Norway: naturally gorgeous

by Tina.Walsh

The southwestern corner of Norway is one of the country’s most beautiful areas, with stunning mountain scenery, magnificent fjords and pretty little towns and villages

What to see

The Geirangerfjord is a UNESCO World Heritage Site, famed for its pristine blue waters, magnificent waterfalls and lush green vegetation. Not for nothing is it called Norways’s most magnificent fjord.

It’s easy to see why the Trollstigen (or Troll Ladder) is one of Norway's most visited attractions. The road twists and turns through 11 hairpin bends as it climbs 900m above sea level. If you're a keen hiker, the old bridle path will provide you with a challenging walk and breath-taking views.

The Atlantic Road is claimed to be one of the world's most spectacular road journeys and it certainly lives up to the claim. The narrow road zigzags across 12 low bridges that jut out into the sea with sheer drops either side and looks more like a rollercoaster than a highway. Built over the unpredictable waters of the Hustadvika and its innumerable shipwrecks, the road links the windswept islands between Molde and Kristiansund in the western fjords. If the weather’s good, you might even spot whales and seals.

The Rauma railway runs between the towns of Andalsnes and Bjorli and takes in some of Norway's most stunning mountain scenery, stopping at attractions such as the 60m-high Kylling Bridge and the Trollveggen, which, at 1000m, is the tallest vertical overhanging rockface in Europe.

Ona is Norway's southernmost working fishing village and, with a population of just 40, and brightly-painted Norwegian cabins, is picture-postcard pretty. There's also a fantastic view from the top of the pillar-box red lighthouse.

Where to shop

Molde, known as the “town of jazz and roses” on account of its annual summer jazz festival and eponymous rose garden, is a pretty harbour town that's a great place to do some stress-free shopping. Head for the main shopping drag of Storgata, where you'll find shops selling everything from clothes to kitchenware to traditional Norwegian foodstuffs, as well as cafes, bars and restaurants.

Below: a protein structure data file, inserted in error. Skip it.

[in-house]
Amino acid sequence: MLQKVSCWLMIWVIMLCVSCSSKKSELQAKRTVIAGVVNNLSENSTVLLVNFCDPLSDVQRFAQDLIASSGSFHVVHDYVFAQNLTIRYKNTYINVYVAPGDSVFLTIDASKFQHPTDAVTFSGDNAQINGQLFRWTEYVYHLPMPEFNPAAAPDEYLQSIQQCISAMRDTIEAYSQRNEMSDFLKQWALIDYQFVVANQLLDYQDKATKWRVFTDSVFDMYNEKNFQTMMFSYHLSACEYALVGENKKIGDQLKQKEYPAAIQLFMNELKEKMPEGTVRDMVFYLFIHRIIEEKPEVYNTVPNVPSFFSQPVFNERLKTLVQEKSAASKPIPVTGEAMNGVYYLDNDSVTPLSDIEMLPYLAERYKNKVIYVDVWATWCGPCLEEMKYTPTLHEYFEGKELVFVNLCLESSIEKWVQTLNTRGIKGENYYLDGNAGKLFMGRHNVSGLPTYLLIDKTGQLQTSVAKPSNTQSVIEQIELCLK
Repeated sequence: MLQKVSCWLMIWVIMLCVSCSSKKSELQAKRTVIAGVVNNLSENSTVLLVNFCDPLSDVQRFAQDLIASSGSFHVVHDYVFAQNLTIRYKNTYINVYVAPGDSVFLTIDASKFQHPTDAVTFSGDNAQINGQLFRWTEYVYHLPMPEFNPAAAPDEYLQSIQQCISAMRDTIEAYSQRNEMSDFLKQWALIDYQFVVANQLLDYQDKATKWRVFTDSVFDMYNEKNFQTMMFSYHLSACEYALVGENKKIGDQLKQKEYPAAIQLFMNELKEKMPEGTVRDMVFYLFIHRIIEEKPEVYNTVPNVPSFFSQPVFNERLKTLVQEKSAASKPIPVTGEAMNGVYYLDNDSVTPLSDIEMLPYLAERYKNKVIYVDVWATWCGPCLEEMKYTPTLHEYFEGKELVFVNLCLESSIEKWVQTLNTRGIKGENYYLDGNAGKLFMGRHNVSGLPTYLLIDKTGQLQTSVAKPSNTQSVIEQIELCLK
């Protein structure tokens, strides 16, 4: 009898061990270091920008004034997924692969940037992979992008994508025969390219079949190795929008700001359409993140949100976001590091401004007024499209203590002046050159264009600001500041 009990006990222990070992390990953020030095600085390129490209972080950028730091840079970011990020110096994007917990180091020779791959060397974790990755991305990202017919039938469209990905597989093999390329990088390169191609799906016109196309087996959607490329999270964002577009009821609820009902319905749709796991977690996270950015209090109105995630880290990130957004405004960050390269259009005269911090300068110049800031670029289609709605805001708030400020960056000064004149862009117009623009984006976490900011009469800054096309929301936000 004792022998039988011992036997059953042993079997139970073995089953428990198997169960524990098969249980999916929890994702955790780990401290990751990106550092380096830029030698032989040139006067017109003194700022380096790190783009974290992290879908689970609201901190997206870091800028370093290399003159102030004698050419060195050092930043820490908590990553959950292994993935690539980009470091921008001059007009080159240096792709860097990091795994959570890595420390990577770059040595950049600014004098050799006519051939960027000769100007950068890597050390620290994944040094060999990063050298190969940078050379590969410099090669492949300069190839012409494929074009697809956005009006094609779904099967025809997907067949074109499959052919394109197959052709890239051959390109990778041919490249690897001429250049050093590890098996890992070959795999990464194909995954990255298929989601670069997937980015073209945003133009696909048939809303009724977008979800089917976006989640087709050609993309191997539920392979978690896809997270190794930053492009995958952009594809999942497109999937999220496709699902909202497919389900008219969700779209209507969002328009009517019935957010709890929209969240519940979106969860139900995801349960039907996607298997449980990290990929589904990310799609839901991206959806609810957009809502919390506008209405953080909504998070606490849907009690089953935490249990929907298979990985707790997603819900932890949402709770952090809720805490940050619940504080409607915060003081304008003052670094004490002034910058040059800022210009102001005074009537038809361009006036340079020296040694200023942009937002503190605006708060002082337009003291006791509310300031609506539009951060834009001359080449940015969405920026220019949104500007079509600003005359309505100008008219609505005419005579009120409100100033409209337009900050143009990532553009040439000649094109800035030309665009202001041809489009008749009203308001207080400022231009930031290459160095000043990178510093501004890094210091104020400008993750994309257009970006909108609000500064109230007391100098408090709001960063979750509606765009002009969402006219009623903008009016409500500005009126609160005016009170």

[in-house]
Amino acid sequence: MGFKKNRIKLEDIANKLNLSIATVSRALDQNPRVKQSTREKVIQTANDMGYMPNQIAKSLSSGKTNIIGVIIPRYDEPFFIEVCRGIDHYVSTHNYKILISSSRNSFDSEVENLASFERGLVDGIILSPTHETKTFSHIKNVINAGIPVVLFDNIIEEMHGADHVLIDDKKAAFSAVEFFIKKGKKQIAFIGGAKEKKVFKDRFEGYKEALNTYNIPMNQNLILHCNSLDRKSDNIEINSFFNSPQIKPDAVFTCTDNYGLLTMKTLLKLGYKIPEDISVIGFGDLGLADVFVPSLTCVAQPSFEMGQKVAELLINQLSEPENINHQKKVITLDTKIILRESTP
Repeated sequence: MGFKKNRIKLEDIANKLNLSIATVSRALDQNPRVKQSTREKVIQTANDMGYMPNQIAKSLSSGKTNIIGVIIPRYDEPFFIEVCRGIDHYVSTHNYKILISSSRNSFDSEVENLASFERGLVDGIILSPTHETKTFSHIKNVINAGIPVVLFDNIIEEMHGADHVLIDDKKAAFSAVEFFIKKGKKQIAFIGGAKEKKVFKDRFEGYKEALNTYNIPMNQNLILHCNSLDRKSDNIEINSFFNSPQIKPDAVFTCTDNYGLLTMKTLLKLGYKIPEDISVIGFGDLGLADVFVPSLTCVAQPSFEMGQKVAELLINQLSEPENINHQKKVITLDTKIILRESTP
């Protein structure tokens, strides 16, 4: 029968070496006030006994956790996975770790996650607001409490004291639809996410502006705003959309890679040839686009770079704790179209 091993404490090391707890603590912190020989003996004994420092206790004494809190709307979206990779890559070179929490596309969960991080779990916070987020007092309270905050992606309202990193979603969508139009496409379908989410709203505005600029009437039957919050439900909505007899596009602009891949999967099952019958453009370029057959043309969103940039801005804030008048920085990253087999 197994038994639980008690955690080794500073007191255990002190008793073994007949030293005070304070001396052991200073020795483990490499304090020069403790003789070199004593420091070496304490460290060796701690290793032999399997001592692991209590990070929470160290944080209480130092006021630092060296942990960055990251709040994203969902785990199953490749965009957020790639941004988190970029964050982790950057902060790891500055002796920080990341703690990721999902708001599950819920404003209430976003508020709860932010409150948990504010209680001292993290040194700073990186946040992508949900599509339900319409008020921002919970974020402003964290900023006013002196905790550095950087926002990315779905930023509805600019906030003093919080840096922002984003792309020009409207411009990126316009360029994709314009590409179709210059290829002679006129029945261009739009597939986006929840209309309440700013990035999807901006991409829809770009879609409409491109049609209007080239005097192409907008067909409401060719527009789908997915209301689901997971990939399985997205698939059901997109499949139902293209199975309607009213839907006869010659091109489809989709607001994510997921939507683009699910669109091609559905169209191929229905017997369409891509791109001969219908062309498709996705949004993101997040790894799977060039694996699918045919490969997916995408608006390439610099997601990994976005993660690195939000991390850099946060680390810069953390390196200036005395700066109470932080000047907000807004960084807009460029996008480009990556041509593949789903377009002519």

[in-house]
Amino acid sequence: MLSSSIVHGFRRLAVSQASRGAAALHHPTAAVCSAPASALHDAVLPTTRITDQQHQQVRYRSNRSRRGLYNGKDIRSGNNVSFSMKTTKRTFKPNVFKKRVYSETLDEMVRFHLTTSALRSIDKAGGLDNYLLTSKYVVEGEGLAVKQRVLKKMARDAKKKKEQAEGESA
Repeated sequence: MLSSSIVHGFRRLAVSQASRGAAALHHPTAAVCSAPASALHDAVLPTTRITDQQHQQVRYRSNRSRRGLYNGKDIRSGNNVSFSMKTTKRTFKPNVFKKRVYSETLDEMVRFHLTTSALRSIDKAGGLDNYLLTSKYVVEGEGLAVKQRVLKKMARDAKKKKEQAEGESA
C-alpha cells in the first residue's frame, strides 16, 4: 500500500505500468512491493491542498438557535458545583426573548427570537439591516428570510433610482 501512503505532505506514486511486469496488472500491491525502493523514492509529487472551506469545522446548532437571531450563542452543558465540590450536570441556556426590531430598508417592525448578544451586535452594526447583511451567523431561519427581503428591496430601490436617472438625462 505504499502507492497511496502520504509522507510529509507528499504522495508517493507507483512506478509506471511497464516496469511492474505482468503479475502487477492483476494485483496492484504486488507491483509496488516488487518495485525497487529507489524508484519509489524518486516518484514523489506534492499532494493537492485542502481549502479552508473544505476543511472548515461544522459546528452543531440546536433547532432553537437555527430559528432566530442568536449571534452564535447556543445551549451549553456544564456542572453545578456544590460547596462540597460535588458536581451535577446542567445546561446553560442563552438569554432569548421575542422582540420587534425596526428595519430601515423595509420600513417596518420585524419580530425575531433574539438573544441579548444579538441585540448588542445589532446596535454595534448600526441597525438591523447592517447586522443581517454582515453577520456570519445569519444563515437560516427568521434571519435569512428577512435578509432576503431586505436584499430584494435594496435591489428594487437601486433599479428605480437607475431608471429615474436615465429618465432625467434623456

Where to eat

Restaurant Seilet in the Rica Seilet Hotel in Molde, a chic glass structure in the shape of a sail, has great views of the Romsdal mountains and fjord and offers an a la carte menu and some wonderfully fresh fish dishes.

Where to stay

The Haholmen Havstuer is just 10 minutes by boat from the mainland, but feels like it's at the end of the earth. If you're looking for total rest and relaxation, this little fishing village is the place to come. The village's original wooden buildings, which date from the 17th century, have been turned into charming guest cabins and, as well as a cosy lounge and bar, you can enjoy a drink in the old bakery, which is lit with a roaring log fire in winter and is lined with seal and musk ox skins.

The Bjorligard Hotel in the ski resort of Bjorli is a typical Norwegian hideaway, with lush mountain scenery right on the doorstep, wood-fired hot tubs on the deck and, if your conscience can withstand it, reindeer on the menu. Skiing is possible from October to April, and from next winter, Bjorli will also get its own ice hotel, with a 130km cross country ski run and husky sledging on site.

How to get there

Scandinavian Airlines flies from Aberdeen, Edinburgh and Glasgow to Molde, changing at either Bergen or Oslo.

DFDS Seaways runs ferries from Newcastle to Bergen and you can travel by boat from Bergen to Molde with Hurtigruten.

The Mightyfine Company can put together tailored packages.